Movie Review: PRAY.

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prayCross Shadow Productions
2007
NR

I’ve always said that the horror genre is the perfect medium for Christians to get involved in. I say that with absolutely no sarcasm or irony whatsoever. But, of course, this is generally not very well received by most of my fellow brethren and sisteren who share the faith in Christ Jesus as I do. You may have noticed that I don’t generally watch a lot of Evangelical Christian produced movies, for the obvious reasons. But, once in a while, I come across something so utterly adorable that the Evangelical Christian market puts out, I have to actually watch it just to marvel at it. Sometimes I enjoy it for all the wrong reasons. It’s the same reason why I love movies like The Room and Birdemic.

Recently, thanks mainly to the YouTube channel Say Goodnight Kevin, I discovered the attempt to make a Dove-Approved, family friendly slasher horror. That, of course, seems as feasible as dividing by zero. But, then, here we go. The movie is called Pray. (that period is actually part of the title, not the indicator that I’m done writing the sentence), and I believe I may have found that rare treat for my bad movie watchin’ tastes. Let’s take a look, shall we?

Madison and Lacy enjoy an out-of-town Christian rock concert. After some eerie events, the friends decide to drive back to their hometown. However, someone or something follows them home! Events unfold that find Madison alone at the mall later that evening. The mall closes, and we find our heroine mysteriously trapped inside. It will take her resolute strength and unflinching faith to escape!

Pray. is the most amazeballs movie I’ve every had the gleeful joy of watching. I mean that. This movie manages to hit near The Room levels of badness that it must be seen to be believed. There is just so much to unravel here that I really don’t know where to begin. But, here goes.

First off, not only do we start with a text of the definition of the word “miracle”, but the movie itself doesn’t think that we, the viewers, are competent enough to take it in, so there’s a handy-dandy voice-over reading the text out loud for us. I love it when the movie I’m watching decides to insult my intelligence right off the bat. It gets this out of the way, so I can settle in and enjoy things. Anyway, the acting here is about what you would expect from a low-budget Christian-based independent flick–meaning, I wouldn’t be surprised if they used volunteers from the church to film this, with a script that just had a general outline of what was going to go on, some minimal dialogue actually written out, then the rest just improvised for filler. There’s a scene early on, when the gang of kids emerge from where the nondescript “Christian rock concert” was, and the WGWAG* has his guitar strapped to him. He wasn’t a member of the band. He brought his acoustic guitar with him to the concert. Look, I’m acquainted with plenty of acoustic guitar enthusiast youth group types, and I’ve yet to witness any one of them take their guitar with them to a concert, Christian, rock or otherwise, unless they’ve got a set to play themselves. But, I digress.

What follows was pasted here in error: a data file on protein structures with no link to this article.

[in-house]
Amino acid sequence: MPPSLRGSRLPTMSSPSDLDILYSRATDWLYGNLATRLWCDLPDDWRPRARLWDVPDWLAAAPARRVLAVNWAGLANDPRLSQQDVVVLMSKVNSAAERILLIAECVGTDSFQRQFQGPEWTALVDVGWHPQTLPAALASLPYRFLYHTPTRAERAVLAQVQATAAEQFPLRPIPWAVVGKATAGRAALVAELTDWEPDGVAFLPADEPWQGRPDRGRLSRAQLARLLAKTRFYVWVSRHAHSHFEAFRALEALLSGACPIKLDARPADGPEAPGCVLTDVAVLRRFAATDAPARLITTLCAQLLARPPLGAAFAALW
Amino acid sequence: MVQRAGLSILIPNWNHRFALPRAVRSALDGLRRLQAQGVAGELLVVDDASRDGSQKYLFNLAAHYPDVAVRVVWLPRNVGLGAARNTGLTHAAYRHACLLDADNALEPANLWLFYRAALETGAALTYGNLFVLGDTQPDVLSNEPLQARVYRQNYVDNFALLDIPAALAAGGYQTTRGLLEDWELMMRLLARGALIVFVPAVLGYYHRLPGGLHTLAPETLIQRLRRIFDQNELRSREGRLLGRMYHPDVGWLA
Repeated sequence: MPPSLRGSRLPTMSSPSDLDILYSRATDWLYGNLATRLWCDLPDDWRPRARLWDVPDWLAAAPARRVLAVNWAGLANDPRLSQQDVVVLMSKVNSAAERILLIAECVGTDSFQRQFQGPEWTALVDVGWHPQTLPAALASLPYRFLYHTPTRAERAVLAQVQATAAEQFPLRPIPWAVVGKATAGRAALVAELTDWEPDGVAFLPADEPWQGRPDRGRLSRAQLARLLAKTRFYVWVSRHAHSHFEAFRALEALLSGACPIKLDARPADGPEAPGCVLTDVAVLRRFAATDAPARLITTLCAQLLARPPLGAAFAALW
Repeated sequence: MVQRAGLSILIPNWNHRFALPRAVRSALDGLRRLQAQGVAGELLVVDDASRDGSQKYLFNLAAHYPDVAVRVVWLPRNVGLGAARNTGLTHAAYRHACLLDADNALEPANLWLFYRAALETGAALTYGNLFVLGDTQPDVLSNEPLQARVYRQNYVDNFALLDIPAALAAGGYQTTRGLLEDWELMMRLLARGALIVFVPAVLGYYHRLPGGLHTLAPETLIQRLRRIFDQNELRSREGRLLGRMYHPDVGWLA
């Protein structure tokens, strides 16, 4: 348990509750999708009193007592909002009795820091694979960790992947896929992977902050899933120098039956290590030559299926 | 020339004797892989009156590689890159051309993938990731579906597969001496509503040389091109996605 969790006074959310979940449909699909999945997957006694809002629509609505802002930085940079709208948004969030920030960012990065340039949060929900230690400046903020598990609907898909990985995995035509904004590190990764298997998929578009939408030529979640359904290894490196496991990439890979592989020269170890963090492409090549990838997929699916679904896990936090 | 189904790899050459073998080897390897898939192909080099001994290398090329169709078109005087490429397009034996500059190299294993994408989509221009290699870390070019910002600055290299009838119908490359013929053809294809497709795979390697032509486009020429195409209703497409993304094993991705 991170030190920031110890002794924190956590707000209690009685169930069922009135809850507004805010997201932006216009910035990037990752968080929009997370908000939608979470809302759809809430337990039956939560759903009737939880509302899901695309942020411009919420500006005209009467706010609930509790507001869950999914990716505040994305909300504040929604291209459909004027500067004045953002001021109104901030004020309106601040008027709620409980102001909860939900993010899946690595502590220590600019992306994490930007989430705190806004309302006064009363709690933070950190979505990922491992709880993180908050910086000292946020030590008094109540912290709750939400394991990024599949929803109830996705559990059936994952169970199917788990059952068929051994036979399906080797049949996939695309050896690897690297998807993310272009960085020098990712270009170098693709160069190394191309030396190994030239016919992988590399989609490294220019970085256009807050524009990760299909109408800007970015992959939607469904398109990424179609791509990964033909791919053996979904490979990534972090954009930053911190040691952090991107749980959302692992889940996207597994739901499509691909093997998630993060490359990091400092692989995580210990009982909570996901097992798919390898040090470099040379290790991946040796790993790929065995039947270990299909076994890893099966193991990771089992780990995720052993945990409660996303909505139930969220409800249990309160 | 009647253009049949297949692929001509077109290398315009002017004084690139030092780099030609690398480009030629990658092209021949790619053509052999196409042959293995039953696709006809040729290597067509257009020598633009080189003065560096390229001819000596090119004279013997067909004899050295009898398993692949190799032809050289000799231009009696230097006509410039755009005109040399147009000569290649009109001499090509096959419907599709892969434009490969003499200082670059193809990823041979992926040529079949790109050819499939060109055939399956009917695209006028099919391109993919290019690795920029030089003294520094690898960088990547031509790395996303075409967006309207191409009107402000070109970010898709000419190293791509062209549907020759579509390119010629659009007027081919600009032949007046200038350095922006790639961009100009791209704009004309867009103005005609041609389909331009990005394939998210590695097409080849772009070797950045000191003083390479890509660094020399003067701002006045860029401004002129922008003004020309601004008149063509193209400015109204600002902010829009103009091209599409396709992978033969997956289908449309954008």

The pacing and editing is shoddy, the film making is worse than amateur, many of the shots were lit very badly, and don’t even get me started about the complete lack of actual scares, tension or suspense in this so-called “horror” movie. Look, I understand that, to get a movie “Dove Approved”, there has to be certain homogenizing going on to get just the right amount of sanctification to make this family friendly. I wouldn’t be complaining much if the makers of this movie just relied heavily on jump scares, but even that’s too scary for Christians, apparently. Mind you, there’s a lot of music cue buildup to what you may thing will be a scary payoff, but no. The actual killer in this–listed on the IMDB page as “the Shape”, so they’ve ripped off something from a much, much better movie, par for the course for any Evangelical Christian attempt at pop culture–looks so very much lame: a hoodie and one of those translucent masks that you can get at any dollar store nearby. And that final twist ending itself not only insults your intelligence, but then punches it in the gut, and spits on it as it lays on the ground in the fetal position, before riding off with its girlfriend on a motorcycle. Seriously, this twist will make you pine for the days when “The call is coming from inside the house!” made your bellybutton pucker.

So, what else do I have to say? Would you believe there have been two sequels to this movie? With the third one in 3D. Because of course there is. You better believe I have those two cued up in my streaming account as we speak. In the meantime, though, Pray. (you gotta remember that period, it’s important) needs to be watched by everybody. Highly recommended for all the wrong reasons.

[*=“White Guy With Acoustic Guitar”]

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Movie Review: The PREDATOR

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the predator20th Century Fox
2018
R

So, here we are. Yet another movie involving the intergalactic hunter species known as the Predator. Ever since showing up on the big screen in 1987 with the very first movie, the fanbase can’t seem to get enough of the creature. Even with every sequel that doesn’t seem to live up to the insta-classic that was the first one. Even when they pitted the Predator with that other intergalactic fan favorite, the Alien (which is, ironically, technically more of a predator than the actual Predator is). Since it’s been 8 years since the release of the better-than-most-realize sequel Predators, another go at a sequel was not surprising, but again I don’t think a lot of people were clamoring for another one. But we got one. And of course I went to go see it on the opening weekend.